Humidity at Home: What You Need to Know this Winter

Understanding Relative Humidity in the Home

Relative humidity comfort ranges on a scale of 0 to 100.

Humidity simply refers to the amount of moisture in the air. Breaking down the math, relative humidity is the percentage of water vapor that’s in the air at a certain temperature. When the relative humidity is at 30 percent, for example, the air is holding 30 percent of the moisture it’s capable of containing.

During colder months, the air’s ability to hold water decreases, and during warmer months, it increases. The ideal relative humidity level for the inside of your home is between 30 and 50 percent. This is important because the level of humidity in your home can impact your overall health and comfort and potentially affect the cost of heating or cooling your home.

Infographic showing the risks of humidity levels that are too high and risks of humidity levels that are too low.

If humidity levels are too high you run the risk of:

  • Growing mold and bacteria
  • Stuffy conditions
  • Overall discomfort

If humidity levels are too low you run the risk of:

  • Catching a cold or infection
  • Dry and itchy skin
  • Damaging the wood, paint or siding of your house

Oh, the weather outside is frightful…

Let’s say it’s a cold day in December. The temperature outside is 10° F with 70 percent humidity. Meanwhile, indoors, your thermostat is set to 72° F. When the cold air creeps into your home, your furnace heats it to 72° F, and the air expands. While the moisture in the air remains the same, the relative humidity is significantly reduced. This means that the cold air from outside with 70 percent humidity has an indoor relative humidity of only 6 percent.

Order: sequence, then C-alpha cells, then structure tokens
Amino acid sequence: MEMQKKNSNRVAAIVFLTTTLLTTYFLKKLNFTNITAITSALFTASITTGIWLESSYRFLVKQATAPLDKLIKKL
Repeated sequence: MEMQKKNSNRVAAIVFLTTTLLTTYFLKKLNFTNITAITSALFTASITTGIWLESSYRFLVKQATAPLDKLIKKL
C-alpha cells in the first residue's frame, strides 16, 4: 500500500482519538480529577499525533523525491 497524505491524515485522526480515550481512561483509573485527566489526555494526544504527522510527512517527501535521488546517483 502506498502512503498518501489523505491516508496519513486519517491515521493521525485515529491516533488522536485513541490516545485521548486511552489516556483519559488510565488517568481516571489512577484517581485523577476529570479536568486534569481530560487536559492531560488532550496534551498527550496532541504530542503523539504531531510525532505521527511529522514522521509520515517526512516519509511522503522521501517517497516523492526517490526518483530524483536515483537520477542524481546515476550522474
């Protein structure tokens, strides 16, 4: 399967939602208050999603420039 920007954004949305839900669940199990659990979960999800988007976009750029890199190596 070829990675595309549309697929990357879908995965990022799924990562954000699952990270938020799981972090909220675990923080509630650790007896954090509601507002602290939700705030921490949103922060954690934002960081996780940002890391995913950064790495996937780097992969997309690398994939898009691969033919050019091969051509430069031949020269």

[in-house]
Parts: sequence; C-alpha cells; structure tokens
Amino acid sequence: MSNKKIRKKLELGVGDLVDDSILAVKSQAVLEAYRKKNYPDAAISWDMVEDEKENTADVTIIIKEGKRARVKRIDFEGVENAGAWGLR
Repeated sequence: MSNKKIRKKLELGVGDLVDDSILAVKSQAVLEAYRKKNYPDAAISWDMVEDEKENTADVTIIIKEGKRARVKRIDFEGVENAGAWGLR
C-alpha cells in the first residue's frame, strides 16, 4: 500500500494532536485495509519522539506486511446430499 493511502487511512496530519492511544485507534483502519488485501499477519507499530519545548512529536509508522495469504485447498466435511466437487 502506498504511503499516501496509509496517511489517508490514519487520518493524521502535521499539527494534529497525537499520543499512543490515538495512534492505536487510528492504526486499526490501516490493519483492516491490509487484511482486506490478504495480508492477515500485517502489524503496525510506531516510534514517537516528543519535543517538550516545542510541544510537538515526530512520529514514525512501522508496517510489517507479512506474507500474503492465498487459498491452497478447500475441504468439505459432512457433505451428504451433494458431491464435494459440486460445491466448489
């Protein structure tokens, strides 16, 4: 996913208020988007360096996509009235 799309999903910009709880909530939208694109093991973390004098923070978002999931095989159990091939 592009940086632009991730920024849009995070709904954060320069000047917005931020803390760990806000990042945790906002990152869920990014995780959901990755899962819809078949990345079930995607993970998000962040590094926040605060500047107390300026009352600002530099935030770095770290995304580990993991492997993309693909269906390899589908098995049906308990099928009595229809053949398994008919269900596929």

The dry air inside your home will steal moisture from wherever it can find it, including your body. As moisture evaporates off your skin, you feel cooler. When you feel cooler, you tend to turn up your thermostat, which can become an expensive habit given the high cost of heating.

Protecting yourself and your wallet

To combat the negative effects of dry air, it’s important to keep your home’s indoor relative humidity level somewhere between 30 and 50 percent. This minimizes the air’s need to replenish moisture and little or no evaporation from your body takes place. As a result, you can actually turn down your thermostat about three degrees and maintain comfort and warmth while saving on energy costs.

There are many different ways to humidify the air in your home. You can use a single room humidifier or install a home humidifier connected directly to your HVAC system. These humidifiers work automatically to ensure the air in your home is at an ideal relative humidity level. It is also recommended to use a more accurate digital thermostat with humidity control to automate the process and keep your system at peak efficiency.

Ask your contractor about humidity in your region and the best way to protect your health and comfort while saving money.


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33 thoughts on “Humidity at Home: What You Need to Know this Winter

  1. You are using a less accurate way to measure “air comfort.” Relative Humidity is not the Measurement to use, when evaluating human comfort levels.